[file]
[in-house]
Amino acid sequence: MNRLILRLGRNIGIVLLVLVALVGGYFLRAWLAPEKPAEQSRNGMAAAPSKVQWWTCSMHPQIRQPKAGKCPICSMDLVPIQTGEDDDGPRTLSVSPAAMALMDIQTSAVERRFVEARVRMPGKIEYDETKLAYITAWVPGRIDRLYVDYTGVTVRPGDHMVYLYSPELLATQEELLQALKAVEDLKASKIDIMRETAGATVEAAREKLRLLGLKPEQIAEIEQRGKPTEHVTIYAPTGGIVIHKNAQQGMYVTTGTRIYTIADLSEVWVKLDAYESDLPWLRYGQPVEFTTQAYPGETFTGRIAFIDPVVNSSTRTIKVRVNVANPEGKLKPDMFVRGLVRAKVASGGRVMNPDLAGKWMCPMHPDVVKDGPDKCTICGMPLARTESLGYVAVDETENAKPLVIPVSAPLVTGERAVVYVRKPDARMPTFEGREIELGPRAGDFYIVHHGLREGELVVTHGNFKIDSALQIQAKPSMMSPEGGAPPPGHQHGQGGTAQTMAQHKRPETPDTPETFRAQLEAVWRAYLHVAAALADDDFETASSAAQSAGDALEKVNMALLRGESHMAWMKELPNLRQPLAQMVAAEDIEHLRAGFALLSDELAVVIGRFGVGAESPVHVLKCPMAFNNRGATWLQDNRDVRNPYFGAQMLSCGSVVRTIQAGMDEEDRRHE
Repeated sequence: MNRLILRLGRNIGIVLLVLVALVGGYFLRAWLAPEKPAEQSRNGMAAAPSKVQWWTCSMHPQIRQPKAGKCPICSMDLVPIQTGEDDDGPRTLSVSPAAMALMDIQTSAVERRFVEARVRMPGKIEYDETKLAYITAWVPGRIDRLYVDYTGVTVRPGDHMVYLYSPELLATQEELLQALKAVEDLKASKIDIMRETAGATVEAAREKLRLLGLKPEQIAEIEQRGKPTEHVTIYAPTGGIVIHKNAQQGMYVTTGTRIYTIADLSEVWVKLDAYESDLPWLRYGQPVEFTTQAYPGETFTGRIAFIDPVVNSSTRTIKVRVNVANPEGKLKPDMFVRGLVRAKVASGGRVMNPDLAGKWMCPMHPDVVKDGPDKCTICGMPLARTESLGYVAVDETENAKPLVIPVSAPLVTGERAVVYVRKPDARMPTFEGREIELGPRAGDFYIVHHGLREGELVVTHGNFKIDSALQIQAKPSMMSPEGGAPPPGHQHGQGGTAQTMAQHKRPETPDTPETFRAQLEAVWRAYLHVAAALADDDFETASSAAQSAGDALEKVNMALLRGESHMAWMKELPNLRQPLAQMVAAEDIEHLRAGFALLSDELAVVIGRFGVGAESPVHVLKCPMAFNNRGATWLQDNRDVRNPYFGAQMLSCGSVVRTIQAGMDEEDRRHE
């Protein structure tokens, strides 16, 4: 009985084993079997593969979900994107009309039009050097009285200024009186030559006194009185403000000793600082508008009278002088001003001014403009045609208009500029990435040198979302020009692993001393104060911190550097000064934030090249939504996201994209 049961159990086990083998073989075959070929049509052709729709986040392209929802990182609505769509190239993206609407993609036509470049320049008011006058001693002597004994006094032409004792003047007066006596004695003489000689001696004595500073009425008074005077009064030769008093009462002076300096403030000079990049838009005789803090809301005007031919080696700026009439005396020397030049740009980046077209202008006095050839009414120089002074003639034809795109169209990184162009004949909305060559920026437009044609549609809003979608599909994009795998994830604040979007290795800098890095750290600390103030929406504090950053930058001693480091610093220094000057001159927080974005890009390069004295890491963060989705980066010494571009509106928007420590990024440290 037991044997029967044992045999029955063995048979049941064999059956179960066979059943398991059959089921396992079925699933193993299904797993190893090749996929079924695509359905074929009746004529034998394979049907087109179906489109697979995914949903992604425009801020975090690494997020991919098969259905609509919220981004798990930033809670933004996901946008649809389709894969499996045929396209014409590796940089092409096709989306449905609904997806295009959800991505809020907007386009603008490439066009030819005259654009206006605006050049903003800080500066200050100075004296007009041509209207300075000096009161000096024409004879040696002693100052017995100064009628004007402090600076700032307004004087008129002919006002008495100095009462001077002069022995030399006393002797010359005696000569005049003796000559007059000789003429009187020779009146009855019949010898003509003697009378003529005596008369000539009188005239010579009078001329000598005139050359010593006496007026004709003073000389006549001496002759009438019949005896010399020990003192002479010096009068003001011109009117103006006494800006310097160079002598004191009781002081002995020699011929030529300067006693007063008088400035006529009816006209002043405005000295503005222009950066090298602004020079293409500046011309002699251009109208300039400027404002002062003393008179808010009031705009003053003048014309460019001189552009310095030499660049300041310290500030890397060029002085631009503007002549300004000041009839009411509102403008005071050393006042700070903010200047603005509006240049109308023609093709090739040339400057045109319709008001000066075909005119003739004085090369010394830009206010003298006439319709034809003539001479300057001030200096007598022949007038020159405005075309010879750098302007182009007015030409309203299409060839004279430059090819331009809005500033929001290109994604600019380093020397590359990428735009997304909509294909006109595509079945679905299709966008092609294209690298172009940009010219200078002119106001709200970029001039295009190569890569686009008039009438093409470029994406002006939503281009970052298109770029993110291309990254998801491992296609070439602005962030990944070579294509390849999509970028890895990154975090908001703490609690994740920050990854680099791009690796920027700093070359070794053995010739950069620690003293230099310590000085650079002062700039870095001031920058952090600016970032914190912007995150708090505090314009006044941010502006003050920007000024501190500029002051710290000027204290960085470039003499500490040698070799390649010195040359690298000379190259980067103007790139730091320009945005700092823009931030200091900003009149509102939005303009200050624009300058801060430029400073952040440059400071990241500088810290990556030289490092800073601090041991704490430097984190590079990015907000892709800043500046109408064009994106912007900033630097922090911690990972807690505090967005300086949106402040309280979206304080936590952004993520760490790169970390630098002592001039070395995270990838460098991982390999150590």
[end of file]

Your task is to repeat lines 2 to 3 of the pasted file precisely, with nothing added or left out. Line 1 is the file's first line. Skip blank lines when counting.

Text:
Amino acid sequence: MNRLILRLGRNIGIVLLVLVALVGGYFLRAWLAPEKPAEQSRNGMAAAPSKVQWWTCSMHPQIRQPKAGKCPICSMDLVPIQTGEDDDGPRTLSVSPAAMALMDIQTSAVERRFVEARVRMPGKIEYDETKLAYITAWVPGRIDRLYVDYTGVTVRPGDHMVYLYSPELLATQEELLQALKAVEDLKASKIDIMRETAGATVEAAREKLRLLGLKPEQIAEIEQRGKPTEHVTIYAPTGGIVIHKNAQQGMYVTTGTRIYTIADLSEVWVKLDAYESDLPWLRYGQPVEFTTQAYPGETFTGRIAFIDPVVNSSTRTIKVRVNVANPEGKLKPDMFVRGLVRAKVASGGRVMNPDLAGKWMCPMHPDVVKDGPDKCTICGMPLARTESLGYVAVDETENAKPLVIPVSAPLVTGERAVVYVRKPDARMPTFEGREIELGPRAGDFYIVHHGLREGELVVTHGNFKIDSALQIQAKPSMMSPEGGAPPPGHQHGQGGTAQTMAQHKRPETPDTPETFRAQLEAVWRAYLHVAAALADDDFETASSAAQSAGDALEKVNMALLRGESHMAWMKELPNLRQPLAQMVAAEDIEHLRAGFALLSDELAVVIGRFGVGAESPVHVLKCPMAFNNRGATWLQDNRDVRNPYFGAQMLSCGSVVRTIQAGMDEEDRRHE
Repeated sequence: MNRLILRLGRNIGIVLLVLVALVGGYFLRAWLAPEKPAEQSRNGMAAAPSKVQWWTCSMHPQIRQPKAGKCPICSMDLVPIQTGEDDDGPRTLSVSPAAMALMDIQTSAVERRFVEARVRMPGKIEYDETKLAYITAWVPGRIDRLYVDYTGVTVRPGDHMVYLYSPELLATQEELLQALKAVEDLKASKIDIMRETAGATVEAAREKLRLLGLKPEQIAEIEQRGKPTEHVTIYAPTGGIVIHKNAQQGMYVTTGTRIYTIADLSEVWVKLDAYESDLPWLRYGQPVEFTTQAYPGETFTGRIAFIDPVVNSSTRTIKVRVNVANPEGKLKPDMFVRGLVRAKVASGGRVMNPDLAGKWMCPMHPDVVKDGPDKCTICGMPLARTESLGYVAVDETENAKPLVIPVSAPLVTGERAVVYVRKPDARMPTFEGREIELGPRAGDFYIVHHGLREGELVVTHGNFKIDSALQIQAKPSMMSPEGGAPPPGHQHGQGGTAQTMAQHKRPETPDTPETFRAQLEAVWRAYLHVAAALADDDFETASSAAQSAGDALEKVNMALLRGESHMAWMKELPNLRQPLAQMVAAEDIEHLRAGFALLSDELAVVIGRFGVGAESPVHVLKCPMAFNNRGATWLQDNRDVRNPYFGAQMLSCGSVVRTIQAGMDEEDRRHE